Returning to FIG. 1, it will now be understood that the reflectivity of the attenuator 22 is controlled by the electrostatic potential produced within the attenuator 22. The control circuitry 24 contains the voltage supply 61 of the attenuator 22, wherein the voltage supply 61 controls the electrostatic potential produced within the attenuator 22. Within the control circuitry 24, the voltage supply 61 is coupled to a logic circuit 62, wherein the logic circuit 62 can be a programmed processing unit or a hard wired logic configuration. The logic circuit 62 is also coupled to the output of the optical detector 20.
The optical detector 20 converts a received optical signal into a corresponding electronic signal. The electronic signal produced by the optical detector 20 is read by the logic circuit 62 within the control circuitry 24. The logic circuit 62 regulates the voltage supply 61 of the attenuator 22 depending upon the electronic signal received from the optical detector 20. If the electronic signal received by logic circuit 62 surpasses a predetermined threshold value, the logic circuit 62 detects that the optical signal impinging upon the optical detector 20 is surpassing the intensity range of the optical detector 20. The logic circuit 62 responds by signaling the voltage supply 61 to change the electrostatic potential in the attenuator 22. This causes the attenuator 22 to increase its reflectivity, for example, thereby reducing the intensity of the signal impinging upon the optical detector 20. Once the reflectivity is increased to a point where the light signal is sufficiently attenuated for detection, the reflectivity setting for the attenuator 22 is maintained. If the light signal detected by the optical detector 20 falls below a predetermined threshold level, the logic circuit 62 again signals the voltage supply 61 to change the electrostatic potential in the attenuator 22. In this situation, the change in the voltage supply 61 is meant to decrease the reflectivity of the attenuator 22. This permits more of the optical signal to impinge upon the optical detector 20. The response time of the logic circuit 62 is deliberately designed to be slow as compared to the data transmission rate of the optical signal. As such, no interference occurs between the logic circuit 62 and the data signal.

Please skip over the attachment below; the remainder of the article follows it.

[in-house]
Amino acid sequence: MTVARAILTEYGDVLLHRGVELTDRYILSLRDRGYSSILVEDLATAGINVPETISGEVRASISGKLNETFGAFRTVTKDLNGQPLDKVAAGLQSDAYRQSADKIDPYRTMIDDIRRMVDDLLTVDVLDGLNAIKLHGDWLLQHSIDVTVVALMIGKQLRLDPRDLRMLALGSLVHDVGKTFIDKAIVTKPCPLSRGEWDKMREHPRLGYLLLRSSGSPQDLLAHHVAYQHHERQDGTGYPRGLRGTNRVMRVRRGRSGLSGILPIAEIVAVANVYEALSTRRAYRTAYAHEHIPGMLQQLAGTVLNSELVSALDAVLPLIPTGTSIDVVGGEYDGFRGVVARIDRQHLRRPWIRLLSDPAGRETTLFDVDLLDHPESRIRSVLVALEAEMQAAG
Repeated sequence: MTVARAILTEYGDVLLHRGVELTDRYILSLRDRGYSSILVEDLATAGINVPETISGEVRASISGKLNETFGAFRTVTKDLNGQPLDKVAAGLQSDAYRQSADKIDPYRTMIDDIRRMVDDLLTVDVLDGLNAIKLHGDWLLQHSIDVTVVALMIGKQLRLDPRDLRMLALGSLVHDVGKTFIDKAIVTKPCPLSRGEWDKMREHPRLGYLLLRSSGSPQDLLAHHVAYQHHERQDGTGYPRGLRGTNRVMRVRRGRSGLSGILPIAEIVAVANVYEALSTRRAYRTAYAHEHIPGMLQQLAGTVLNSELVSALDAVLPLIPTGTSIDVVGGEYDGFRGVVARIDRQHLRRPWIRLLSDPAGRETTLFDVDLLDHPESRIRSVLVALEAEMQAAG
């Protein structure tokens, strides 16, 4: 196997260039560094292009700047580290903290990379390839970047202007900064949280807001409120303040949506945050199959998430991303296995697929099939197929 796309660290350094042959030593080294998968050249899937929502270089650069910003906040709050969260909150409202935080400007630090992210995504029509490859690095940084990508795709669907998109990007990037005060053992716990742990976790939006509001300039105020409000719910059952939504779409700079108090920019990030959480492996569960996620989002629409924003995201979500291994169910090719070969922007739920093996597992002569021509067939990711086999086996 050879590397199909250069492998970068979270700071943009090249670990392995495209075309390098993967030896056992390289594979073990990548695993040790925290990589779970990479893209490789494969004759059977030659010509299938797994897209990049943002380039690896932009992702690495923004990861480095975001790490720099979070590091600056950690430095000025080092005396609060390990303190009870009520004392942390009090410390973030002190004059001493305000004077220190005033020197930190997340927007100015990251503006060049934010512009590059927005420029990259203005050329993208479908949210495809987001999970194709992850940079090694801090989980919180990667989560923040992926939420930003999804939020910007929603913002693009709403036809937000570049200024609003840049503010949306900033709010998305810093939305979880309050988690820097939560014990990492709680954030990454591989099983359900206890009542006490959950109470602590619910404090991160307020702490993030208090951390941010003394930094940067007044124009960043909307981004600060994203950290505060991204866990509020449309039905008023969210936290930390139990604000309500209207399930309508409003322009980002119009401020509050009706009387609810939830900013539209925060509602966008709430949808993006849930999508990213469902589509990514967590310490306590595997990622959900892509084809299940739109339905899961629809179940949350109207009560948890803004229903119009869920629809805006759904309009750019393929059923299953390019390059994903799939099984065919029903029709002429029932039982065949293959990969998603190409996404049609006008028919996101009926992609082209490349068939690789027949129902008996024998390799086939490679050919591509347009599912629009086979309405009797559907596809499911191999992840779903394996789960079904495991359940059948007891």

The active control of the attenuator voltage supply 61 by the logic circuit maintains a predetermined range of optical intensity in the optical signal that is impinging upon the optical detector 20. The predetermined range is at least as small as the operational range for the optical detector 20 selected. A low cost, low bandwidth optical detector 20 can therefore be used. The optical receiver assembly 12 can also be used in any optical system where the intensity of a transmitted signal may change from time-to-time, wherein the optical receiver assembly 12 will automatically adjust itself to the intensity of the signal being received.